Whether your itinerary is for an intrepid explorer or a culture vulture, Dunedin has your bases covered if you have little ones in tow.
1. A day at the museum
For a city of its size, Dunedin is over-endowed with world-class museums, spanning natural science, social history and fine arts. Otago Museum recently celebrated its 150th Birthday, and the strength of its appeal spans right across that. The Animal Attic – in all its Victorian museum glory hosts the extensive taxidermy collection – including their very own Rat King. The newly built science discovery centre Tuhura holds hours of wonder and includes the three-storey Tropical Forest where you can wander through humidity and hundreds of exotic butterflies.
Toitū Otago Settlers Museum uses interactive displays and portrait galleries to introduce mana whenua and colonial settlers; showcases a range of vintage vehicles, from steam trains to trolley buses; and the first computer in the city, a monster built for Cadbury’s in 1963.
A short walk from there to the Dunedin Public Art Gallery, a thing of beauty itself through its reuse of an old department store building. Current exhibitions include waterfalls, giant mosaic carpets, a collection of telephones and a film following French football legend Zinedine Zidane for those with sportier inclinations.
2. Outside over there
In recent years the city has amassed an impressive collection of vibrant street art murals. Grab a map to show you around, or you can organise a guided tour.
You don’t have to travel far for spectacular natural views. Fifteen minutes drive from the Octagon gets you to Tunnel Beach, with its grand arches carved by the sea and staircase down through the rock carved by hand by James Cargill for his family to access the beach in 1870.
Another half hour takes you out along the top of the Otago Peninsula, with amazing views dropping away on both sides, to Lovers Leap. This stunning vantage point is part of the Sandymount Track, which is about an hour round trip.
Back in the city, the playground at Marlow Park in St Kilda has been an iconic destination for generations and if it all gets a bit much you can wander along the beach to the coastal St Clair Salt Water Pool, open to the elements and for the summer season from October 1st.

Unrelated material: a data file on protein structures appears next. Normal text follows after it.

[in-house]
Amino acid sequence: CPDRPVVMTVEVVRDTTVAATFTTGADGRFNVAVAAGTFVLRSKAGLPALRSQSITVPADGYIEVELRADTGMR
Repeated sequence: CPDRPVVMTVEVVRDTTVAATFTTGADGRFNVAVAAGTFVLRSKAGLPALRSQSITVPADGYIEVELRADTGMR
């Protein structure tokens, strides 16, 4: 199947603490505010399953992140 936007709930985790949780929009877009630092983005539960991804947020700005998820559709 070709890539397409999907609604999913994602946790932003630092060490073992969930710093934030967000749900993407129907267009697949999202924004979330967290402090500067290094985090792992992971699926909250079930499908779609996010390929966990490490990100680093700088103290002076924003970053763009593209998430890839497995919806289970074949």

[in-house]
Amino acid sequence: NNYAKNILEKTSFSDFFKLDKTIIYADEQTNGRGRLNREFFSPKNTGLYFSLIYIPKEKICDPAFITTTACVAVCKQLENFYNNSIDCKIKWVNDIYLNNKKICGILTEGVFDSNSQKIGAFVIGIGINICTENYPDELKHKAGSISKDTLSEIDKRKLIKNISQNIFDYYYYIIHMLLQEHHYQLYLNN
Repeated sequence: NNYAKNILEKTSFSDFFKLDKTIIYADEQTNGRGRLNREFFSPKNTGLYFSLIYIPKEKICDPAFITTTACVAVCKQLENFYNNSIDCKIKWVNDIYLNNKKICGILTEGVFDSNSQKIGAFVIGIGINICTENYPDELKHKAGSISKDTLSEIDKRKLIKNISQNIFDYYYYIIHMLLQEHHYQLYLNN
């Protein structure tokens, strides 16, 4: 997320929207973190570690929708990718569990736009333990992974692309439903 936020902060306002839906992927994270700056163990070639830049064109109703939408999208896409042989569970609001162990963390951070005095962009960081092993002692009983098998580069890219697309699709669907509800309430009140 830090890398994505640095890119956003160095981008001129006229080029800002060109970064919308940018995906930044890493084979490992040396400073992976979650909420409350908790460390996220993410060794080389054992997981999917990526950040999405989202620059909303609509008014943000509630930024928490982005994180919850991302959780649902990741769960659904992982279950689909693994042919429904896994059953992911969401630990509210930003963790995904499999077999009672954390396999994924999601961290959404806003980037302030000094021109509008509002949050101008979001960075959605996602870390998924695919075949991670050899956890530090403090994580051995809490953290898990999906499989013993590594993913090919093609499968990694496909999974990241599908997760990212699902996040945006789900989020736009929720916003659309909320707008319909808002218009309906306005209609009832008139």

3. Gorging with your gastro-gnome
Some refuelling will no doubt be in order, so drag out your best elastic-waisted trousers for a mini foodie adventure. If our toddler set the menu, we’d start every day with pancakes. The range of gourmet options at Capers are often decadent but always delicious.
If you’re lucky enough to be in town over the weekend, the Otago Farmers Market at the Railway Station is bustling and stacked with brunch options, pastries, buskers and (often) face painting.
The wood-fired pizzas from Vogel St Kitchen are a winner for lunch, or, if you can wait until dinner time, Etrusco at the Savoy is a boisterous pizza and pasta place loud enough not to worry about surprise tantrums.
A little something sweet to finish? Where else but the Rob Roy Dairy, with its legendary ice cream cones of truly formidable size.
4. Retail therapy
No break in a bustling metropolis is complete without giving the local cash registers a hammering. The Children’s Room & Book Shop is tucked in down the back of the University Book Shop (UBS) and has an incredible selection for readers of all ages. Settle into a beanbag to pore over your options, or join them for Story Time on a Friday or Saturday.
Museum gift shops are well worth a look. Plenty of old time games at Toitū and fodder for young science minds at the Otago Museum.
If you’re after something for other people’s children, there’s a global range of percussion instruments at Trade Aid (and a solid range of wooden toys beyond that). For the sweet-toothed internationalist, Granny Annie’s Sweet Shop is a world tour of confectionary that will do wonders for energy levels and sleep patterns.
5. Dunedin city limits
Dunedin is the second largest city in the country by area, so go for a day trip out towards one of its boundaries. Head to Middlemarch and if you can carve out some time around the Rock and Pillar Range then you could do much worse than a wander around the Sutton Salt Lake.
Elsewhere on the Taieri, you can take a picnic to the Taieri Historical Park – a collection of relocated classrooms, courtrooms and the like – followed by a dip in the nearby watering hole. As the locals are fond of telling you – it’s always three degrees warmer on the Taieri!